When described from this high altitude, it sounds pretty pathetic and ridiculous: we are ants, contemplating the Metaphysics of the Mound as we scurry about shifting materials from one place to another. There is material aplenty here for satirists. But when we ourselves are in the midst of it all, it is gripping and meaningful; and even the satirists are in the grip of the perspective they inhabit as they launch their satire. I guess that it should come as no surprise that, when we are thinking or criticizing or satirizing, concepts are gripping and meaningful. But the wonderful fact is that this illusion (if illusion it is) is possible in the first place. This fact is itself an arch, probably made possible by artefactual language – but more on that in another post.

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Enlightenment now

(Reading Steven Pinker, Enlightenment Now)

pinkerI am totally down with this book. Its main thesis is that the core values of the Enlightenment – Reason, Science, and Humanism – have resulted in human life being better in every measurable way. And if anyone wishes to deny this, they will have a big job in front of them, as Pinker provides 70+ charts over 16 chapters documenting the decline of social, medical, and economic evils and the growth of corresponding goods over the last three centuries. It turns out that, over time, a general trend in the direction of building science and more responsible social institutions, and setting to the side Iron Age religious ideologies, can do a lot for a species.

Pinker is not blind to human weaknesses, nor to the real evils that accompanied the Enlightenment, like slavery and colonialism. But to say that the Enlightenment was only about slavery and colonialism, or that these twin evils and others are necessarily bound up with the essence of science, is to leave unexplained the rather astounding improvements of life that have coincided with the Enlightenment – and not just for wealthy capitalists, but for for people generally across the globe. As Pinker notes, we usually take these astounding improvements for granted:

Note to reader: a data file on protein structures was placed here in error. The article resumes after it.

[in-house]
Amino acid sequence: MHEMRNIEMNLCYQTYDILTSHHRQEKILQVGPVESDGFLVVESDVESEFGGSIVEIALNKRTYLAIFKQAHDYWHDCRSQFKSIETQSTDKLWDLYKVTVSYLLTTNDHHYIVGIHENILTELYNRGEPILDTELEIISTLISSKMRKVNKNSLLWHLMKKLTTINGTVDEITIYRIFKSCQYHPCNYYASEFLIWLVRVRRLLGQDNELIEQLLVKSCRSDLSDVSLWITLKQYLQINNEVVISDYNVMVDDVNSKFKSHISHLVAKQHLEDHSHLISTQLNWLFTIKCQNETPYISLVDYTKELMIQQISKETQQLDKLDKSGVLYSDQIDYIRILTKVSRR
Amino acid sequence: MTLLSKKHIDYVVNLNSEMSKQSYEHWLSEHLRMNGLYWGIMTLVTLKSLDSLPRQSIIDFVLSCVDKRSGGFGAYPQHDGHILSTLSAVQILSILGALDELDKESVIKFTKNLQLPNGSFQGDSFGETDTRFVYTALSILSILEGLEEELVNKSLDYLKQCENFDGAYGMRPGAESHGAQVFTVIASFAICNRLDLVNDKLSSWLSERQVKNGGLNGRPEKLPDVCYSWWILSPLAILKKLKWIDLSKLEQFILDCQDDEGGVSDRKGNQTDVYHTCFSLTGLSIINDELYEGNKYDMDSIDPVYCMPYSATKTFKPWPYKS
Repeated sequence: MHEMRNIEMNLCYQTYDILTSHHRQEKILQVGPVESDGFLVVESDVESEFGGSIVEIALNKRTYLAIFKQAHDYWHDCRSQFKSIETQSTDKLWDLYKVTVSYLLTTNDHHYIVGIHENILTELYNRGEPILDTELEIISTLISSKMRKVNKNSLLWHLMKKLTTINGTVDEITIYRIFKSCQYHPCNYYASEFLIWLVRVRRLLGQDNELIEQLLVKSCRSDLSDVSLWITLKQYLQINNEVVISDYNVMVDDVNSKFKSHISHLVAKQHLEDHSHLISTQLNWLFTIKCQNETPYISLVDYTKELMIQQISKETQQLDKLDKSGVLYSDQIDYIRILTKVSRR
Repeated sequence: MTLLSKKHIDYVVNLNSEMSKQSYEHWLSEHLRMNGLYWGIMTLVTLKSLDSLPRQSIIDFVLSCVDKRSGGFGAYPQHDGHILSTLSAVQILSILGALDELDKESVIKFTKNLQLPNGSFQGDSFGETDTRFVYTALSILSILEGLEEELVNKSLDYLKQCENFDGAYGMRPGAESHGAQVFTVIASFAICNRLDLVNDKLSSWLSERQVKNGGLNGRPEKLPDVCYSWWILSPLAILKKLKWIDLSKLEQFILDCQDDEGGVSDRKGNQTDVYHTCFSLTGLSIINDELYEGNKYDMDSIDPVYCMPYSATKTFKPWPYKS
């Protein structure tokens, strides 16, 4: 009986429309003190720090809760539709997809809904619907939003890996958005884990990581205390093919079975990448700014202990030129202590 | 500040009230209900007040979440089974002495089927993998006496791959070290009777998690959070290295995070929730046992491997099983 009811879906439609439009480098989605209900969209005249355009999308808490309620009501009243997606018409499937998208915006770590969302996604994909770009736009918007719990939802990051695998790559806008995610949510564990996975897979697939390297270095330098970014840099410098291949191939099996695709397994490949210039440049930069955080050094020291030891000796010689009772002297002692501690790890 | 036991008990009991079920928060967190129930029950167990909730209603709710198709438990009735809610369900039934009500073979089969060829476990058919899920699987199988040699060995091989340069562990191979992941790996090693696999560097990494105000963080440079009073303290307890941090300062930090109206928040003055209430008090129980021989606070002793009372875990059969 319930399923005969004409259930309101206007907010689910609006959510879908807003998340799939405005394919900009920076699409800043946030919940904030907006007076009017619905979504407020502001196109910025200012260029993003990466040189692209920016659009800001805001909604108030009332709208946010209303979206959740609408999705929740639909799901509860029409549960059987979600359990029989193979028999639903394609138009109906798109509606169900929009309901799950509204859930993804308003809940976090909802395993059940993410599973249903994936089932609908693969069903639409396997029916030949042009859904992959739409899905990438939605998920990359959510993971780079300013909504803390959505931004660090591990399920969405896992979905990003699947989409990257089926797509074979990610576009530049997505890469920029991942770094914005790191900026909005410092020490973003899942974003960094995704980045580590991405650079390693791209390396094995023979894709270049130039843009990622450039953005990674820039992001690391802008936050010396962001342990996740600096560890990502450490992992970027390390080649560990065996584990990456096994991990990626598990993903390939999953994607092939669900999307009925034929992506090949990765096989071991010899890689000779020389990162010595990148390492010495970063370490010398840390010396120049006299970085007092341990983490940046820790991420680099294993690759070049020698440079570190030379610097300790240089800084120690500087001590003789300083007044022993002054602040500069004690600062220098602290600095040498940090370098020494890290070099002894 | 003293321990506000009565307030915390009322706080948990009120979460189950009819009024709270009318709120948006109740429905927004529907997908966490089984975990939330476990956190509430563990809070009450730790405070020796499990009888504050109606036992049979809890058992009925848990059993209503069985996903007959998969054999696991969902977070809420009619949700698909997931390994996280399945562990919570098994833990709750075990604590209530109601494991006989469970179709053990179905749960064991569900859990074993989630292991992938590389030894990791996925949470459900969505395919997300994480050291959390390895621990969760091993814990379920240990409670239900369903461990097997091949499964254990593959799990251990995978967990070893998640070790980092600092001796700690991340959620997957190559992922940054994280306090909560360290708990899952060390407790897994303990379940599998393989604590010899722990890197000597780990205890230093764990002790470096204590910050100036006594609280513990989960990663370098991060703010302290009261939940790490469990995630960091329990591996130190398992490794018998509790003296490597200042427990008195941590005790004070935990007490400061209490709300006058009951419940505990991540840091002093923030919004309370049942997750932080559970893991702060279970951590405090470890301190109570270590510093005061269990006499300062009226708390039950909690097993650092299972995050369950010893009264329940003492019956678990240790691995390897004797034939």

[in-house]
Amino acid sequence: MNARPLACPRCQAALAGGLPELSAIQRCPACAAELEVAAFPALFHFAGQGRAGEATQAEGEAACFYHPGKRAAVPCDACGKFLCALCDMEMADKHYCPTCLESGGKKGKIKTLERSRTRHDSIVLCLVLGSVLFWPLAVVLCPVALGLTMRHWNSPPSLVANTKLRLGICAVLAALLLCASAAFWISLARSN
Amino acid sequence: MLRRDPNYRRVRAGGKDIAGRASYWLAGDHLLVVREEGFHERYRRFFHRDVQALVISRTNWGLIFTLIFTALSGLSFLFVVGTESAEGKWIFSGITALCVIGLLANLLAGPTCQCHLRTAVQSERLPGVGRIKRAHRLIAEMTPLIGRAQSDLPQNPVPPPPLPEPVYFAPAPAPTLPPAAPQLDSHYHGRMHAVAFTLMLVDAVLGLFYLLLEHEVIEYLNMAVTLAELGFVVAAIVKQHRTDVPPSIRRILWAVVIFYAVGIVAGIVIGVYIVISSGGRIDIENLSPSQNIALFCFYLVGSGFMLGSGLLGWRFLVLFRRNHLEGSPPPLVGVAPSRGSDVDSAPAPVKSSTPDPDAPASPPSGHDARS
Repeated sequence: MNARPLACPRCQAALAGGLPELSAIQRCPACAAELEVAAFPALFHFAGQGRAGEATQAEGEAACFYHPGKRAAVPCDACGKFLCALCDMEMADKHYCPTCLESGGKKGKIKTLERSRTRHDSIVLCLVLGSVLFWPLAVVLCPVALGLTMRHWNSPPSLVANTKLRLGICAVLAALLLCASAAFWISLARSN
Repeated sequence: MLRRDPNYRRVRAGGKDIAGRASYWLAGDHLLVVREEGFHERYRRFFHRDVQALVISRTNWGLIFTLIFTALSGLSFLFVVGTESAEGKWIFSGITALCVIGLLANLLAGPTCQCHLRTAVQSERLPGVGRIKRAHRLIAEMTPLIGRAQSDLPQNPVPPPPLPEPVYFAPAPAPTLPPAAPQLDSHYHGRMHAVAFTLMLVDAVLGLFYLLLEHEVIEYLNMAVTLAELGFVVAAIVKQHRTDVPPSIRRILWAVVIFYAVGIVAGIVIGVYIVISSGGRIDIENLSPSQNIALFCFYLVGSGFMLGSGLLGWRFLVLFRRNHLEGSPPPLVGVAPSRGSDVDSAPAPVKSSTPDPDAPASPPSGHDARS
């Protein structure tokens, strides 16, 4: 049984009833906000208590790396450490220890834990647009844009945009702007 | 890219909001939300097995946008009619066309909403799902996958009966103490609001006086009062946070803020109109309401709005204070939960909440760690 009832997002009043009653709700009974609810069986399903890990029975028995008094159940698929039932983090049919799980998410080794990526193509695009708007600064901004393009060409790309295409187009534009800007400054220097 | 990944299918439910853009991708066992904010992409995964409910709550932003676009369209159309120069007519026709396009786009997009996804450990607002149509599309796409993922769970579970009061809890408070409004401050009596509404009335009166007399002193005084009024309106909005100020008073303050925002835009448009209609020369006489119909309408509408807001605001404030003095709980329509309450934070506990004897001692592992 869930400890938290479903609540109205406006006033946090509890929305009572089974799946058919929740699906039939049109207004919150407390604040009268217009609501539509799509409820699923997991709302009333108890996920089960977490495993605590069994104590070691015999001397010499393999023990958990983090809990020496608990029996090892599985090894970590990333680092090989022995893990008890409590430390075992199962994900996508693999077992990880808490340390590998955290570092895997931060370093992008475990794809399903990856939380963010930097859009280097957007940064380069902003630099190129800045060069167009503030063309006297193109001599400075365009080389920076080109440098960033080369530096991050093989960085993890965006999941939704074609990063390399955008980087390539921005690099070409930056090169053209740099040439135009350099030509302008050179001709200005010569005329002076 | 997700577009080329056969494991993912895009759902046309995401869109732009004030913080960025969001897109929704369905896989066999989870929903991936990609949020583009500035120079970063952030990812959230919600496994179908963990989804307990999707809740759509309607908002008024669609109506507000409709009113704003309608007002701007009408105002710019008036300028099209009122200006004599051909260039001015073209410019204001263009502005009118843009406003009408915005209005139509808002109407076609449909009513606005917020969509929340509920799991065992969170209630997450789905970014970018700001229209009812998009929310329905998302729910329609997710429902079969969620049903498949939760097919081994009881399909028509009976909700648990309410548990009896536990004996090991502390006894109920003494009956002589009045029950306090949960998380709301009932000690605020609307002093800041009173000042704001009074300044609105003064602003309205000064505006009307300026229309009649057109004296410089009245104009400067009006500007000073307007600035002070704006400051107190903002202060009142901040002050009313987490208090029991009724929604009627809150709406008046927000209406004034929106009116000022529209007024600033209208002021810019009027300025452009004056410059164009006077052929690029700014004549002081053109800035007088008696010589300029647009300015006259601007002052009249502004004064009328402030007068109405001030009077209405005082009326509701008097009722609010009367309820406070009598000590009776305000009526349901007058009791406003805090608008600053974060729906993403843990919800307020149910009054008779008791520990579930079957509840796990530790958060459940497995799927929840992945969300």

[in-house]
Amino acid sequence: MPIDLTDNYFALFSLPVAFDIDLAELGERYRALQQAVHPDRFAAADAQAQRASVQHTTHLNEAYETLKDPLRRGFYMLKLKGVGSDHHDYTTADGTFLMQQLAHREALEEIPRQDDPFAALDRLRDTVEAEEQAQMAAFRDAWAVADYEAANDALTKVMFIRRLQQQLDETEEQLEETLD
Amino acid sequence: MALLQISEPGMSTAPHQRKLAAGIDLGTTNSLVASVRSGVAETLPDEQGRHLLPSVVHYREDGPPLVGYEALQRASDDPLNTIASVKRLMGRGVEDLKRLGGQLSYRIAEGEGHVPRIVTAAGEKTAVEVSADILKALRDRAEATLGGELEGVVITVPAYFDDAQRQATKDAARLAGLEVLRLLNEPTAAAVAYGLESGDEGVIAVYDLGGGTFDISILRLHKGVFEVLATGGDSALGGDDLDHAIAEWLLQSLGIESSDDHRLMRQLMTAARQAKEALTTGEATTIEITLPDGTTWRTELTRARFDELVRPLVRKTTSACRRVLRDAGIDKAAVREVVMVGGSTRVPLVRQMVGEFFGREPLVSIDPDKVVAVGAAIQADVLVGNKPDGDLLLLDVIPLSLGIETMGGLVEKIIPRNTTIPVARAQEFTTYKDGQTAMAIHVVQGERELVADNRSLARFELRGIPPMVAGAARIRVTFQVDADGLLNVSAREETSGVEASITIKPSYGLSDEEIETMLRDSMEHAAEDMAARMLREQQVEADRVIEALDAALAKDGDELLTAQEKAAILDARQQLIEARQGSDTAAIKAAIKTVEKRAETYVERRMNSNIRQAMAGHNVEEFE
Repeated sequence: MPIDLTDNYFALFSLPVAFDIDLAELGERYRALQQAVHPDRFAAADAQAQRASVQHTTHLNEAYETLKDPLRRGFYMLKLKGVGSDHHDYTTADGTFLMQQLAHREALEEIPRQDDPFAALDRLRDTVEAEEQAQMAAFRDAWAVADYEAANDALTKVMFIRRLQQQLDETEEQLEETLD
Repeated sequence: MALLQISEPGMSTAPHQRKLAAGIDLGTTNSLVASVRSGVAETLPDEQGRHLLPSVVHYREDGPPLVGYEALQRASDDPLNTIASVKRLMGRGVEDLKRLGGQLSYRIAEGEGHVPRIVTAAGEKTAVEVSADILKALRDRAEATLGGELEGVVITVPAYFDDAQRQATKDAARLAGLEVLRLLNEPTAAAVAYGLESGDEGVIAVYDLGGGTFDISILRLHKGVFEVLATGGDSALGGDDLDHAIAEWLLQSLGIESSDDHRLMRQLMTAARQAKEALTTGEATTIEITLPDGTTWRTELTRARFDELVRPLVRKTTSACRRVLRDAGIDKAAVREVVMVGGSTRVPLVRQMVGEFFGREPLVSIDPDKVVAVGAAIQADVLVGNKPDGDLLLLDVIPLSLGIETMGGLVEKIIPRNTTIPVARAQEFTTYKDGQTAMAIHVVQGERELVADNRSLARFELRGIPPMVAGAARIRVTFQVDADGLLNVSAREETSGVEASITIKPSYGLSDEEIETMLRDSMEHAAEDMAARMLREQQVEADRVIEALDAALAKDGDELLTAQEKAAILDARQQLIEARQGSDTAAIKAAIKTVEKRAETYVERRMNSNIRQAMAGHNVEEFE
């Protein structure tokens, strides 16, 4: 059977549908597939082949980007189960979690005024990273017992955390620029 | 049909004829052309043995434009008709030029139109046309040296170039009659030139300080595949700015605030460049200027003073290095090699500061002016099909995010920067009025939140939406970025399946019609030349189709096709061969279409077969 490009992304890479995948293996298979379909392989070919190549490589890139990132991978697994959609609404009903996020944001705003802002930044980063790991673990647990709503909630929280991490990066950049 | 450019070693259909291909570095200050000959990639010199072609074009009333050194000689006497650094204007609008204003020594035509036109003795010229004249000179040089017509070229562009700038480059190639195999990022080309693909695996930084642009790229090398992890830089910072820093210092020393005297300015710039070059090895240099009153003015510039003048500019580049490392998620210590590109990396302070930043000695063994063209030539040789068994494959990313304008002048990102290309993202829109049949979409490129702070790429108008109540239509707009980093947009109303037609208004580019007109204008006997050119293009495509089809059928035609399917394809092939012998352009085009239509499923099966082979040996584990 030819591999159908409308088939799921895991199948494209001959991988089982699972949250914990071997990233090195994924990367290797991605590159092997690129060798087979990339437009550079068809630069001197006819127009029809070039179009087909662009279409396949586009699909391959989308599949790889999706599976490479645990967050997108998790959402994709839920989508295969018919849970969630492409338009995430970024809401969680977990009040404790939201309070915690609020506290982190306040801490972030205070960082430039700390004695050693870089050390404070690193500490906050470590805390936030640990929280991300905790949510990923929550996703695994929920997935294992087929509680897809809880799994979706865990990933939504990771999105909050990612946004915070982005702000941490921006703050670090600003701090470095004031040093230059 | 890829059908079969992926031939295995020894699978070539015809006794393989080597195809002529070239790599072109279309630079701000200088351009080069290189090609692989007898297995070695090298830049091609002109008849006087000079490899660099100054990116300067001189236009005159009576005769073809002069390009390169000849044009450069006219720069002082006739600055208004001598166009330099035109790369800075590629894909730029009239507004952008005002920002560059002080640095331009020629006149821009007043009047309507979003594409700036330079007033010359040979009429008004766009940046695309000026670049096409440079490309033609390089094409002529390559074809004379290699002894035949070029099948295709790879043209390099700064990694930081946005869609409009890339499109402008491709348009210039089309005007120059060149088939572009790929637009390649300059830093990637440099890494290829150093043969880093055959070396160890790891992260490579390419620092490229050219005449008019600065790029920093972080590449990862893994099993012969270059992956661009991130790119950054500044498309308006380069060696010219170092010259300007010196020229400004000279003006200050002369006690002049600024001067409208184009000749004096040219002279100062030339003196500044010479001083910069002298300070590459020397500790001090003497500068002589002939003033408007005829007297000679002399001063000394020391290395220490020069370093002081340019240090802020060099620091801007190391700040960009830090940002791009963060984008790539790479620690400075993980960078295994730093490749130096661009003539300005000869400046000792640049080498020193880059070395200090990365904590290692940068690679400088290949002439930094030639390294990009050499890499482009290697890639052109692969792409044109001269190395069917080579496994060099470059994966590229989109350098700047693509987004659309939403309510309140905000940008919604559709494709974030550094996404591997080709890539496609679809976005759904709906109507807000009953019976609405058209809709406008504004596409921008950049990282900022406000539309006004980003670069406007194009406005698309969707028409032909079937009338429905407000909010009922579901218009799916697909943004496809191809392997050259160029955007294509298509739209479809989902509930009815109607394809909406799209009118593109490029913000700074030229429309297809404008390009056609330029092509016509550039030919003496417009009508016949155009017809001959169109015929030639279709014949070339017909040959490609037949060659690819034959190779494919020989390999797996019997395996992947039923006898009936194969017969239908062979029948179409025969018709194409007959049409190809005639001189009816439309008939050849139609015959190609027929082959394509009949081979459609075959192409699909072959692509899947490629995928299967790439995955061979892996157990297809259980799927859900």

… newborns who will live more than eight decades, markets overflowing with food, clean water that appears with the flick of a finger and waste that disappears with another, pills that erase a painful infection, sons who are not sent off to war, daughters who can walk the streets in safety, critics of the powerful who are not jailed or shot, the world’s knowledge and culture available in a shirt pocket. (4)

And, yes, there are still too many tragic cases where these benefits are wholly absent – but many, many fewer than ever before in human history. That’s Pinker’s point. The chief causes of human misery that have dogged our steps through history – plague, war, and starvation – are not really chief anymore. One could try to claim that all of these improvements have happened despite the work done by humans under the banners of Enlightenment ideals – but really? by whom? Faith healers? Existentialist Marxists? God? Faeries? And when your child has a serious infection, or when you try to broker a peace deal, or when you decide what crops to plant next year, it is to these entities you turn for guidance?

So Pinker’s case is powerful. The majority of his book is spent on gathering and displaying evidence for his overarching claim that human life is continuously getting better, and pointing out the likely causes for these improvements – which, in general, comes down to humans using their science and reason to make life better. A smaller portion of the book is devoted to explaining why some intelligent people resist the conclusion that the Enlightenment is on the whole a good thing. Part of the explanation is that news of calamity sells better the news of goods we take for granted. We won’t be seeing headlines celebrating the eradication of smallpox in the natural world anytime soon, despite the fact that every morning we should wake up and cry tears of joy over that fact. (In the 20th century, something like 70 million people died in the two world wars; in the same century, over 300 million died from smallpox. And smallpox only had three quarters of that century to do that much.)

The other part of the explanation for under-appreciating the Enlightenment has to do with humanist scholars like me. Granted, a big part of our job is to explore the shadows, and provide alternative narratives, and challenge prevailing orthodoxies. The fact that Pinker knows that individuals and societies, while doing their best to be rational, can nevertheless get swept up into all sorts of cruel and evil projects is at least in part the consequence of thinkers like Nietzsche, Heidegger, and Foucault, who went ahead and challenged a prevailing blind optimism in progress and science. But Pinker is right that this humanist challenge to orthodox opinion has itself become an orthodox opinion in the academy, and it is time to temper the denouncements of the Enlightenment with some close attention paid to real data. It is time to challenge those who challenge Enlightenment ideals.